Election Day Guidance from the Huntington League of Women Voters

Judie Gorenstein
Judie Gorenstein

To vote in the upcoming elections, you much get registered THIS WEEK!  We are grateful to guest blogger, Judie Gorenstein of the Huntington League of Women Voters for this Election Day FAQ:




Election Day is Tuesday, November 6.  In New York, in order to vote, you MUST BE registered 25 days before the election.  Therefore,  the last day to register this year is Oct. 12. You can  click on suffolkvotes.org  website to make sure you are registered, see if you are enrolled in a party and if so which one, and where your poll site is.  If you check and your name does not come up, you can call the Suffolk Board of Elections to try to resolve any issues.  If it is before Oct. 12, you can register and mail in your form.  If you wish to be enrolled in a party and are not or enrolled in another party, you must re-register before Oct. 12 to be in your new party for the 2019 elections. 

What else can you do?  Speak to people you know to see if they are registered.    If they are turning 18 in 2018 they should register.  If they are 18 by Election Day and register by Oct. 12, they then can vote.  If they turn 18 after Election Day, they will be able to vote next year.

What happens if you cannot get to the polls on Election Day? Thirty seven states have early voting, when people can vote before Election Day. Not NY. What you can do is request and vote on an absentee ballot.   NY is one of  only 13 states that has no early voting and requires an excuse for voting as an absentee.  If you will be out of the county on Election Day for vacation, school, work, are in a hospital imprisoned, have a disability or primary care responsibilities that do not allow you to get to the polls, you can vote absentee.  This is a two step process.  First you need to send in an application requesting your ballot.  You can get the request from at a library, post office, on line which must be completed and mailed to the Board of Elections by Oct. 30.  The Board of Elections will then mail you your ballot which must be completed and postmarked  by Nov. 5.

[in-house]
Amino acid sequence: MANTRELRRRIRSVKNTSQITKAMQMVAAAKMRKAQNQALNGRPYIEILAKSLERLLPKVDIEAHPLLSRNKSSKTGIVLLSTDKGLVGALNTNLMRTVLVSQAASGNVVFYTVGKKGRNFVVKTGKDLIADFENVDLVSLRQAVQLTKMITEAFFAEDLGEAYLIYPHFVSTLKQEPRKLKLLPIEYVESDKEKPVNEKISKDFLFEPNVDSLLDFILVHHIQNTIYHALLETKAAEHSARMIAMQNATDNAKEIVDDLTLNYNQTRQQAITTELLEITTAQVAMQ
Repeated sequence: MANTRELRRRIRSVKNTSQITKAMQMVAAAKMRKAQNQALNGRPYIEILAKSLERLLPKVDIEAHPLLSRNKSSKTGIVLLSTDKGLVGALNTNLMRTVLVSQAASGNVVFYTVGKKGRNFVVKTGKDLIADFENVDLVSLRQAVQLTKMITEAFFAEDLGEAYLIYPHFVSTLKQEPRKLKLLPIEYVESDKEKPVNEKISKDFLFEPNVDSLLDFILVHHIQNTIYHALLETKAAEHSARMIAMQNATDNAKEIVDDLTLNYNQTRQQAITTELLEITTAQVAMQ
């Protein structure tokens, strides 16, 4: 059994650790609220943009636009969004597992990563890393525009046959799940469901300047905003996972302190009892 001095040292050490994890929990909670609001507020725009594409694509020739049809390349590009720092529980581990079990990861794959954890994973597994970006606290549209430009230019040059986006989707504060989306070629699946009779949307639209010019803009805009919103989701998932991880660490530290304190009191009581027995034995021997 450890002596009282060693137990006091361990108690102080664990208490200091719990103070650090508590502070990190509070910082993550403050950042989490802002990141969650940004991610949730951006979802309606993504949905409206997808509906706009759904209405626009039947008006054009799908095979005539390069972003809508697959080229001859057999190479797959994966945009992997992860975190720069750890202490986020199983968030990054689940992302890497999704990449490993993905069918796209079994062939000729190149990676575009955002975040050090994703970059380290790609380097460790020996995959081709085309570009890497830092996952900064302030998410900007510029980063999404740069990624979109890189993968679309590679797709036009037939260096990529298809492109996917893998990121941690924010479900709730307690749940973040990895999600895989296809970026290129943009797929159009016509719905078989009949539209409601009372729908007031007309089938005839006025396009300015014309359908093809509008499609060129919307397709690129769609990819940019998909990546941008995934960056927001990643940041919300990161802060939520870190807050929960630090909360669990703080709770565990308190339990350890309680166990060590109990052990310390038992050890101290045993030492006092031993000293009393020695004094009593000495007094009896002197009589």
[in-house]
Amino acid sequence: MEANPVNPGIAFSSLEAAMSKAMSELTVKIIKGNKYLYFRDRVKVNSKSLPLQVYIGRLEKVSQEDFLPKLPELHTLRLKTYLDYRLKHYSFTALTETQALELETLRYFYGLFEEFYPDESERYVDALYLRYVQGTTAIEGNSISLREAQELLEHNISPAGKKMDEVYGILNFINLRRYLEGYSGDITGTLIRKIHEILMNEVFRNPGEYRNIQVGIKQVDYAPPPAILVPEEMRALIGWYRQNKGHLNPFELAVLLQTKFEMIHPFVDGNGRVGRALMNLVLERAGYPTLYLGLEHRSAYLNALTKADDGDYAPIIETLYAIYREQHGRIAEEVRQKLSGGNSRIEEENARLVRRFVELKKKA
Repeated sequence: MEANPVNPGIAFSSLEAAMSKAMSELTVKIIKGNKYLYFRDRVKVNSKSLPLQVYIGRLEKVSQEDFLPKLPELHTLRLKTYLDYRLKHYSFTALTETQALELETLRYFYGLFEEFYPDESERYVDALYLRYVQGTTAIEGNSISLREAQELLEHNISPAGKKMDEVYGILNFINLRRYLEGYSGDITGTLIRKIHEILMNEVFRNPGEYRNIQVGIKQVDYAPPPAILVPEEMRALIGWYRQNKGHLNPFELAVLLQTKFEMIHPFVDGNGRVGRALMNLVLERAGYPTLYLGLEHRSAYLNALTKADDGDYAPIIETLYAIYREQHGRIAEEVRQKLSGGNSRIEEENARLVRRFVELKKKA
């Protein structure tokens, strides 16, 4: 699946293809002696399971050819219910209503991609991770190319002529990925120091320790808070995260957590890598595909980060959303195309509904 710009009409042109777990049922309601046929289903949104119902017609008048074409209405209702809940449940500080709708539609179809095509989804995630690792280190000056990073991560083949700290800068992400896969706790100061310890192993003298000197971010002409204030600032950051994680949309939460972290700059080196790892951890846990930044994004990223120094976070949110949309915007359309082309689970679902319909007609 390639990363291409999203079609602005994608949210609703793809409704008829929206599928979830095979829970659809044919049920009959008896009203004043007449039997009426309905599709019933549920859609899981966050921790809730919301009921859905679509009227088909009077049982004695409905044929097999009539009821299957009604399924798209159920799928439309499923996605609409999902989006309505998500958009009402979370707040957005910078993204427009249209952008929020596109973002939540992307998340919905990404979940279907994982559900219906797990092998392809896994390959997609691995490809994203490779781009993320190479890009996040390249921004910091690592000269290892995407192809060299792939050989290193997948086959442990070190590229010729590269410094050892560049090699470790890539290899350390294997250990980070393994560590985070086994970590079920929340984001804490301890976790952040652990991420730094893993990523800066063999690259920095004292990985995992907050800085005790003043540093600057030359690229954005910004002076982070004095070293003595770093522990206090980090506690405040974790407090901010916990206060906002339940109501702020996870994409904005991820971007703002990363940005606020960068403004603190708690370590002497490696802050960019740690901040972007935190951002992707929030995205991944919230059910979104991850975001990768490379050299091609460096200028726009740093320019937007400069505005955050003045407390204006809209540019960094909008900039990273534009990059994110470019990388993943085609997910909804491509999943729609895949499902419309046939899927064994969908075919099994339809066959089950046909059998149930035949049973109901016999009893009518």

What should you do if you are uncertain that you will be able to get to the polls for the reasons mentioned?  In these cases, you CAN and you SHOULD request and mail in an absentee ballot.  The absentee ballots are only counted after Election Day when the poll books are back at the BOE  and names are with signatures of those who votes.  The absentee ballots mailed by people who voted are not counted.  In fact, the Board Of Elections keeps data of how many absentee ballots are requested, how many mailed back, and how many not counted for various reasons : i.e., postmarked too late, not signed or filled out correctly, person voted at the polls.  All other mailed in ballots are counted and tabulated and added to  the poll numbers reported election night.  At times, the absentee ballots have changed the outcome of elections.  

What happens if you anticipated being able to get to the polls and find out after Oct. 30th, that you will be unable to do so?  The Suffolk County Board of Elections will be opened the weekend before Election Day.  Check on their website or call to see times and days they will be opened.  You can go to the BOE at those times and vote on your absentee ballot. The absentee ballots completed at the BOE will be counted with the mailed in absentee ballots.
Remember your vote counts and will be counted but only if you vote.

It is important that you not only vote but are an educated voter.  Before voting, know who is on your ballot. You can access your ballot on  LWVNY’s electronic voter guide by going to my.lwv.org/new-york-state and clicking on the voter guide VotingNewYork.  You will learn about your candidates, their background information, who is endorsing then, and their positions on major issues. If you choose, you can also get a reminder to vote.

In addition, you should try to meet and hear from the candidates themselves.  Attend candidate events such as debates, forums etc.   Sometimes the organizations who are sponsoring them are partisan.  Organizations like the LWV are nonpartisan and are fair to all the candidates.  You can check the LWVNYS webpage or your local leagues to find out their schedule of candidate events. 

On Nov. 6 Election Day turn out to vote.  You checked and know where your poll site is and hours it will be open.  Many states require you to bring id when you vote In fact 17 states require photo id. NY does not.  If when you registered you put in either your driver’s license or last 4 digits of social security number, you will not be asked for any id at the polls.  If you did not include these when you registered and this is your first time voting, you will be asked for some ID.

What happens if for some reason your name is not in the poll book? Never leave the polls without voting!  Ask for a provisional ballot, also called and affidavit ballot.  Complete the  form and vote.  The affidavit ballot will be brought to the BOE with the other ballots.  Often the omission of a name is a clerical error.  If you are a registered voter and at the correct poll site, be assured that your vote will count and be counted correctly. Our voting machines which are paper ballot optical scanners, makes certain that if there is any question about the outcome, your actual ballots which drop into a box when you vote, can be recounted and if necessary counted by hand.  In these times, when there is so much question about security, NY does have the safest system of voting.

Voting is not only a right but a responsibility.  It is your power. Don’t abdicate it to others.  Be a voter!